OPEC stresses need for 2019 oil supply cuts as rivals pump more

In the report, OPEC said its oil output fell by 221,000 bpd month-on-month to 30.55 million barrels per day in February. (Reuters)
Updated 14 March 2019
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OPEC stresses need for 2019 oil supply cuts as rivals pump more

  • OPEC, Russia and other non-OPEC producers agreed in December to reduce output by 1.2 million bpd from January 1
  • OPEC said its oil output fell by 221,000 bpd month-on-month to 30.55 million bpd in February

LONDON: OPEC on Thursday cut the forecast of global demand for its crude this year as rivals boost production, building a case to extend a supply-cutting deal with Russia and other allies beyond the first half of 2019.
In a monthly report, the Organization of the Petroleum Exporting Countries said 2019 demand for its crude would average 30.46 million barrels per day, 130,000 bpd less than forecast last month and below what it is currently producing.
OPEC, Russia and other non-OPEC producers, an alliance known as OPEC+, agreed in December to reduce output by 1.2 million bpd from Jan. 1 to prevent excess supply building up. The cut lasts for six months initially.
“While oil demand is expected to grow at a moderate pace in 2019, it is still well below the strong growth expected in the non-OPEC supply forecast for this year,” OPEC said in the report.
“This highlights the continued shared responsibility of all participating producing countries to avoid a relapse of the imbalance and continue to support oil market stability in 2019.”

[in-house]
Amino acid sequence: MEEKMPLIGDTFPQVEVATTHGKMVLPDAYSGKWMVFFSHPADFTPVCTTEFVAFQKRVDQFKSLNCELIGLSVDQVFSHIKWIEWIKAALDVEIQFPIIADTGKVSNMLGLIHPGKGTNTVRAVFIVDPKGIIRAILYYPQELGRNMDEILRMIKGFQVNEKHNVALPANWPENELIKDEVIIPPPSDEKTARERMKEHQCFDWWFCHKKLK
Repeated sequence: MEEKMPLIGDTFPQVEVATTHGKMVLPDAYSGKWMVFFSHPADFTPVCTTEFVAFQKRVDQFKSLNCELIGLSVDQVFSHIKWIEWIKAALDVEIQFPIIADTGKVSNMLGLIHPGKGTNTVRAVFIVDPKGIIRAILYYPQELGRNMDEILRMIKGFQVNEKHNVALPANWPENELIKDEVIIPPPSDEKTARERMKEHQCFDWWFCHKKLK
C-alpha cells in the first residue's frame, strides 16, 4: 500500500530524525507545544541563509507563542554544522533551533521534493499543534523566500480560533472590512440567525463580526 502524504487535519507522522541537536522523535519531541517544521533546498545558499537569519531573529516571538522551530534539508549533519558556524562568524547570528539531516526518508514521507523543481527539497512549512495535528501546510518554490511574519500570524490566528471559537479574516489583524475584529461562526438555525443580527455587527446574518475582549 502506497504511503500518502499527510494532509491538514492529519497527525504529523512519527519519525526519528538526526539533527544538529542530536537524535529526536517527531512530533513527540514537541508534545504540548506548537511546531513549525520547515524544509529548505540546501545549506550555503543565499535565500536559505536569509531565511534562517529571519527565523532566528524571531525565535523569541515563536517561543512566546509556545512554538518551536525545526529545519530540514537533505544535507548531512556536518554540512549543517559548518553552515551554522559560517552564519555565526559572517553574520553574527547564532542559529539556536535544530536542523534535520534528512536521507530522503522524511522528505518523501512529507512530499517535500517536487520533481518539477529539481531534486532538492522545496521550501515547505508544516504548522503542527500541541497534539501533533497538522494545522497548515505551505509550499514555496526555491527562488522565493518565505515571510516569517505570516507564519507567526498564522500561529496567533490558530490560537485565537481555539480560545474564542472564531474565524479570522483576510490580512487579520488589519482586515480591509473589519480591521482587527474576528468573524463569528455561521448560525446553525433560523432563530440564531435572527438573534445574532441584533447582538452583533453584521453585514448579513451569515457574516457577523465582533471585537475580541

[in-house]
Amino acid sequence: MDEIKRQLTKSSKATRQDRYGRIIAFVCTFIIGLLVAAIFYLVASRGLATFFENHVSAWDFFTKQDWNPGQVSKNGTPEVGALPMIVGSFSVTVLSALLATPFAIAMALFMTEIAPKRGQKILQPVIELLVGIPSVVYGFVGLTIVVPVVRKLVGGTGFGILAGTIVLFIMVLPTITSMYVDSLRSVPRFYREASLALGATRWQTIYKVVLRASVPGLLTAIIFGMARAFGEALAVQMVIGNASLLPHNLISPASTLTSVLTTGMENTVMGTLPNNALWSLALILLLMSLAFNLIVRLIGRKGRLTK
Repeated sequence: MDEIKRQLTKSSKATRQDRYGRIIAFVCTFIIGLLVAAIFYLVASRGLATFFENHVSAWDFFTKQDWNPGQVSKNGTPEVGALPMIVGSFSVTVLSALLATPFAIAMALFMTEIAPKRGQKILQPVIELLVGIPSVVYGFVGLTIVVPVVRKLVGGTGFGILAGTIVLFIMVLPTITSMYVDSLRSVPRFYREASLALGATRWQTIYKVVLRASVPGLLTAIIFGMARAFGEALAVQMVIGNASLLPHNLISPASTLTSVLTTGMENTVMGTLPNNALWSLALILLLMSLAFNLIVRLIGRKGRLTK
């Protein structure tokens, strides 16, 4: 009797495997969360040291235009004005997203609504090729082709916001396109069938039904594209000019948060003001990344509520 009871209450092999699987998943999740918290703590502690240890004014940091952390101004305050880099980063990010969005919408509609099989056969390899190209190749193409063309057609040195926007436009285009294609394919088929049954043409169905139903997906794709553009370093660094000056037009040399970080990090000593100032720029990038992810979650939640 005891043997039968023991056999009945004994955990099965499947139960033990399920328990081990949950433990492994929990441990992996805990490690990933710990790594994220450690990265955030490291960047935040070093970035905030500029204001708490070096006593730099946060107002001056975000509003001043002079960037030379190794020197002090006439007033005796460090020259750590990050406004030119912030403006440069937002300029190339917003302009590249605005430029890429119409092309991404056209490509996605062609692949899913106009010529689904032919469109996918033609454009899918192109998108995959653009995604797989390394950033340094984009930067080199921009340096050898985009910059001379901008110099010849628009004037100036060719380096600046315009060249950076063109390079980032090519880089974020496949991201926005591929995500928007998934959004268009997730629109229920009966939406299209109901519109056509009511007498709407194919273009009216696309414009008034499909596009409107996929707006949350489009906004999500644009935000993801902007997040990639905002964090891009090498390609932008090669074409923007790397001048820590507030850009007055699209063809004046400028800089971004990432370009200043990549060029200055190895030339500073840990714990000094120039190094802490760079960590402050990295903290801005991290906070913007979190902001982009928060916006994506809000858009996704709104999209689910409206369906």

OPEC sources have said an extension of the supply-cutting pact beyond June is the likely scenario. The group and its allies are due to meet in April and June to discuss policy.
In the report, OPEC said its oil output fell by 221,000 bpd month-on-month to 30.55 million bpd in February. That amounts to 105 percent compliance with pledged cuts, according to a Reuters calculation, up from January’s rate.


Apple’s Cook to China: keep opening for sake of global economy

Updated 23 March 2019
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Apple’s Cook to China: keep opening for sake of global economy

  • Cook’s comments come as Apple weathers sinking sales in China
  • Despite official pledges and repeated assurances that China would continue to open its markets

BEIJING: Apple chief executive Tim Cook nudged China on Saturday to open up and said the future would depend on global collaboration, as the United States and China remained locked in a bitter trade dispute.
“We encourage China to continue to open up, we see that as essential, not only for China to reach its full potential, but for the global economy to thrive,” Cook said at a China Development Forum in Beijing.
Despite official pledges and repeated assurances that China would continue to open its markets, some analysts worry that its reform project has slowed or even stalled under President Xi Jinping, who has sought greater control over the economy and a bigger role for state-owned firms at the expense of the private sector.
Cook’s comments come as Apple weathers sinking sales in China because of a contracting smartphone market, increasing pressure from Chinese rivals, and slowing upgrade cycles. The company reported a revenue drop of 26 percent in the greater China region during the quarter ending in December.
Before those results came out, in a January letter to investors, Cook blamed the company’s poor China performance on trade tension between the United States and China, suggesting that pressure on the economy was hurting sales in China.